SBS guilty of classification breach
SBS accepts ACMA’s determination released today that there was a classification error relating to the UK documentary Obscene Machines screened on SBS television on 13 April 2007.
As a result of the error SBS breached its Codes of Practice 2006 relating to television classification.
SBS Director of Content, Matt Campbell, said:
‘SBS takes its classification responsibilities very seriously. This information enables our audiences to make informed decisions about whether programs are appropriate viewing for them and their families.
‘The SBS system of television classification is based on the guidelines produced by the Office of Film and Literature Classification. ACMA’s determination will help inform future classification decisions made by SBS.’
The Obscene Machines documentary was shown during SBS’s late-night documentary slot on Fridays from 10pm, which is dedicated to informative and entertaining documentaries for mature adults.
SBS endeavours to provide comprehensive consumer advice prior to the start of a program to enable viewers to make their own decisions about whether the material is suitable for them.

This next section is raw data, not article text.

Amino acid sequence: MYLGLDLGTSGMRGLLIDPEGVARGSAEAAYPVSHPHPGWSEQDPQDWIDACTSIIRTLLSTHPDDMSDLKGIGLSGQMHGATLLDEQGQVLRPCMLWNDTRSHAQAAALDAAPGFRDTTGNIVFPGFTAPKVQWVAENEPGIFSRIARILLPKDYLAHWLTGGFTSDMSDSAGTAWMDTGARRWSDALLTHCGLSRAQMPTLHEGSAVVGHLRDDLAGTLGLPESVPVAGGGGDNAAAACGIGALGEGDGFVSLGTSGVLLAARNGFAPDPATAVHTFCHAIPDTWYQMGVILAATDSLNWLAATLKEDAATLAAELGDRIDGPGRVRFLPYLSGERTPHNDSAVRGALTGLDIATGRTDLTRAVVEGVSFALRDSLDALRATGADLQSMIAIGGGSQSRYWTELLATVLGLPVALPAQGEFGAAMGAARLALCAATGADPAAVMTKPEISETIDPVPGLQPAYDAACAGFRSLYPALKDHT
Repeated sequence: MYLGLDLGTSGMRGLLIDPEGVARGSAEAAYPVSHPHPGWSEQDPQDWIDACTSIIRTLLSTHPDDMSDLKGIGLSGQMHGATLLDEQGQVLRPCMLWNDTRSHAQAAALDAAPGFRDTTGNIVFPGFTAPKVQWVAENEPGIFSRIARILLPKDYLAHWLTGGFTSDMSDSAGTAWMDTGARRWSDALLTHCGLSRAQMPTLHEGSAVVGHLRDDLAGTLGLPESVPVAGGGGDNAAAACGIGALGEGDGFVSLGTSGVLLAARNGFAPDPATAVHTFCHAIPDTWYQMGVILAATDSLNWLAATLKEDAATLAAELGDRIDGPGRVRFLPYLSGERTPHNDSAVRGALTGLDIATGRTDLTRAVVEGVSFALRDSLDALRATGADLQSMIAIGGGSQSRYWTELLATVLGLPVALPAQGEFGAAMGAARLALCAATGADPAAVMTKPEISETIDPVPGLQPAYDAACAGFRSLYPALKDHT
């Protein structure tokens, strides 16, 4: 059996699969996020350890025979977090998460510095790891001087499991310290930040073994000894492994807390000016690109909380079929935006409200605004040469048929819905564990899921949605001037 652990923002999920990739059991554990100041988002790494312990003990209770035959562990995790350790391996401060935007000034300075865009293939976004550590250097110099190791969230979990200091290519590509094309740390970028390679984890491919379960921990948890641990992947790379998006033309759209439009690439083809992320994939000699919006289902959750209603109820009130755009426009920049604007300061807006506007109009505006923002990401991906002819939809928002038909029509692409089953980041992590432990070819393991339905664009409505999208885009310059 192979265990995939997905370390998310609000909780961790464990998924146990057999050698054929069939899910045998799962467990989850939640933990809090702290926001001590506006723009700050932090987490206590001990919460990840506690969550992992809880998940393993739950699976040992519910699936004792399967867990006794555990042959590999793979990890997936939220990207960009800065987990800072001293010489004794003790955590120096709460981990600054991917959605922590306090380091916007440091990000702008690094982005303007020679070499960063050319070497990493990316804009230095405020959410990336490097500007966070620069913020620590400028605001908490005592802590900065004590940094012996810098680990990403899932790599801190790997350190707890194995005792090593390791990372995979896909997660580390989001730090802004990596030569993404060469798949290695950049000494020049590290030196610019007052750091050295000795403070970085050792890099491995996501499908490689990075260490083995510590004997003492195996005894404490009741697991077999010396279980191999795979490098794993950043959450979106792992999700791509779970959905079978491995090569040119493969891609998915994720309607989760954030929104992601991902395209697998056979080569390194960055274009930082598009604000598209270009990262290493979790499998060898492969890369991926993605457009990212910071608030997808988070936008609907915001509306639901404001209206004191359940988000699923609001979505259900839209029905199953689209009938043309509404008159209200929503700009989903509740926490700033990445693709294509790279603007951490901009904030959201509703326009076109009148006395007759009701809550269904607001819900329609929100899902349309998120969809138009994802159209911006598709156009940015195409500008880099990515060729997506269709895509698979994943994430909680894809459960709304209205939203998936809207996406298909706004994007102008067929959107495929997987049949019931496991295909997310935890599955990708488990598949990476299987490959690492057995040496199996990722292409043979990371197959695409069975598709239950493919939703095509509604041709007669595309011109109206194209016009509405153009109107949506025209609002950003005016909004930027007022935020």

SBS also acknowledges in its Codes of Practice that some of SBS’s programming can be controversial and provocative and may, at times, be distasteful or offensive to some.
‘Warnings were broadcast informing consumers that the documentary contained sex scenes, nudity and coarse language and that the program contained sexual references of a medical, scientific or educational nature,’ Matt Campbell said.
Obscene Machines has previously been broadcast on free-to-air television in both the UK and the Netherlands as well as on pay-TV in Italy and France. The documentary had also previously screened on SBS television.
[release from SBS]